Correcting the structural defect
Security Correspondent Dr Dave Sloggett argues for a fundamental re-appraisal of the current model in the emergency services when sudden events occur
It can be argued that emergencies come in two broad types. Those that are a result of what can now be predicted fairly accurately, such as major weather-related events and their consequences (flooding); and those that are a result of a complete surprise. Major road, rail, ship and air disasters are good examples as are large-scale fires or chemical explosions. Despite their relative infrequency the catalogue of past events can always serve as a start point for planning a response.
The response to so-called rising tide events, such as flooding or the aftermath of major winds, can be anticipated and appropriate Strategic Control Group (SCG) measures put in place. Major events like the London Olympics also benefit from the slow-burn of decision-making ahead of the events. Senior, experienced commanders can bring their knowledge to the planning problems to try and manage and anticipate risks and ensure events go off safely. But does this mean this traditional hierarchical model provides a one-size-fits-all solution?
Manchester Arena Inquiry
Terrorism is an extreme form of a complete surprise. The evidence emerging from the Manchester Arena Inquiry shows the stresses and strains this placed on the emergency services as they struggled to sift through the rapidly moving palette of information trying to build situational awareness. While headline writers readily find criticism in their superficial analysis of the emergency services’ response to attacks, they are not the ones faced with potentially life-threatening decisions if they place their staff in harm’s way.
Irrespective of your point of view on the response, and there is a spectrum of opinion (some informed, some based on rumour and conjecture), the simple fact is the first half an hour after an attack has occurred is bound to be confusing. It is a simple fact that spending time trying to form a detailed picture of the situation is nugatory effort. Information is arriving sporadically from reliable and unreliable sources, which is bound to confuse and create alternative forms of reality.
But the one place where real knowledge exists is at the scene. This is where first-hand people from the emergency services are seeing what is going on. They are removed entirely from the wider fiction that is inevitably building up as mainstream media and (arguably more problematic) social media goes into overdrive. Those people are up front and personal with the situation and those best placed to make decisions as to how the response should evolve.
It is possible to argue that in no-notice events command structures need to be turned on their head. The initial response should be determined by the lowest level of commanders at the scene. The historical position that only people of seniority can take command and issue orders needs to be challenged. Whoever is at the scene needs to take responsibility for the response. This view is underscored by a detailed analysis of the evidence given to the Manchester Arena Inquiry; specifically, the focus of questioning of witnesses about the decision not to hold a SCG until nearly six hours after Salman Abedi exploded his improvised device.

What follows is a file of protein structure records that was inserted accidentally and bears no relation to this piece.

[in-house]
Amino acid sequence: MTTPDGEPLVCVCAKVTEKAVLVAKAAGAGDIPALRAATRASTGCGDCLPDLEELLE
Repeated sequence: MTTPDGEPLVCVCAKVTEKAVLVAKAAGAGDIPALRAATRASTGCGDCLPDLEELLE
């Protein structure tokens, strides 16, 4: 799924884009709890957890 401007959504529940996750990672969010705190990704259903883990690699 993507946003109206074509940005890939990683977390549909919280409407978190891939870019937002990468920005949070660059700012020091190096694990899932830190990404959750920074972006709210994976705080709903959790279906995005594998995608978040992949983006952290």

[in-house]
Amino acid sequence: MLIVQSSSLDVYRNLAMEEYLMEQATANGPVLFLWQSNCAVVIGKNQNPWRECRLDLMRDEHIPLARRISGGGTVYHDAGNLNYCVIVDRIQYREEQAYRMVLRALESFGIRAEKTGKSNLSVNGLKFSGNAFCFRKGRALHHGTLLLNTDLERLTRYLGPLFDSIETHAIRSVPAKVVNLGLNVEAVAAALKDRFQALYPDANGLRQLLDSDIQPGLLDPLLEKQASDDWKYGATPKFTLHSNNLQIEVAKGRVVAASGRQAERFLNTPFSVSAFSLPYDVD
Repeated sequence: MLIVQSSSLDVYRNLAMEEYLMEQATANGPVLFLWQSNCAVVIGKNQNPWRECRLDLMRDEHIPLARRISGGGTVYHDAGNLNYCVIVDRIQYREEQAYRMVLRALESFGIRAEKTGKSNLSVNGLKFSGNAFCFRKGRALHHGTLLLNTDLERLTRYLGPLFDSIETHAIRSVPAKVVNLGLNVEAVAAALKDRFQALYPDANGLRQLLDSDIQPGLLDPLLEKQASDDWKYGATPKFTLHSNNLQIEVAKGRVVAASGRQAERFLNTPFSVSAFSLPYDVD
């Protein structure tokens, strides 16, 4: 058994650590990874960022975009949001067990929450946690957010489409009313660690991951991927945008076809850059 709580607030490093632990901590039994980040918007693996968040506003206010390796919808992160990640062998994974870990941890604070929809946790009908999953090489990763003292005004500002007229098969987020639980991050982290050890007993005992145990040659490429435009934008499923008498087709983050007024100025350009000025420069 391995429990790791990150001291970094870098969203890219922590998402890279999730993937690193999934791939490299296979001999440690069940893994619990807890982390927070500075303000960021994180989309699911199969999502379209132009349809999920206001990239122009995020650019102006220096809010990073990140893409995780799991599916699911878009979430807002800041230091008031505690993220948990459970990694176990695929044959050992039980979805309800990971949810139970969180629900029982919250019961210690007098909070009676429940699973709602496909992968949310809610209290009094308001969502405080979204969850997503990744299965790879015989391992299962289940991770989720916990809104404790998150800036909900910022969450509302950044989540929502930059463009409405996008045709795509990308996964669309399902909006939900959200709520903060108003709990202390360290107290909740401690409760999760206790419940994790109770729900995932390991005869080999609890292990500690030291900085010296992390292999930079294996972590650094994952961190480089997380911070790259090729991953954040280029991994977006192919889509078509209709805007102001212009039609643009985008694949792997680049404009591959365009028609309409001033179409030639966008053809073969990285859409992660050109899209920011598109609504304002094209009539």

While Sir John Saunders will make his own mind up about the decision-making around the holding of what we can call a formal SCG, there is little doubt that those commanders who did assemble to be involved at a strategic level of command did hold informal ‘huddles’ and discussions as events unfolded. There is no suggestion in any of the evidence that this in any way held up the response on the ground.
Strategic Control Group Purpose
If this is the case, what is the point of the SCG? Everyone knows what the strategic commanders first priorities are going to be: save lives, reassure the public and then devise a plan for getting back too normal with the minimum of impact. Every exercise that is held in the counter-terrorism field has seen an almost direct copy of these priorities.
Given this situation, it is reasonable to ask the question, so what did the SCG do during the Manchester Arena incident that had a material impact on the outcome? Aside from the order given by the Chief Fire Officer of the Greater Manchester Fire and Rescue Service (GMFRS) to deploy assets into the Arena in the early hours of the morning – countermanding what had gone before – there is little evidence to date that suggests the SCG had any impact other than (rightly) to start to focus upon the victims and their families by, for example, starting a casualty bureau. So, if the SCG had no impact on the events on the ground, why even bother to have them involved?
It is a simple fact that it always takes time for an SCG to form. Senior officers have to be mobilised. Keeping them posted on the emerging (confusing, dynamic) picture wastes the time of people involved at the coal face of the incident. Why not revise the model and adopt a different approach?
Declare that at the strategic level there is nothing that can be done of relevance to the initial response, where the ‘Golden Hour’ governs whose lives can be saved. Just issuing a pre-determined strategy, the contents of which are known to everyone anyway, is hardly commanding a situation. If anything, it is a hinderance, getting in the way of a timely and effective response.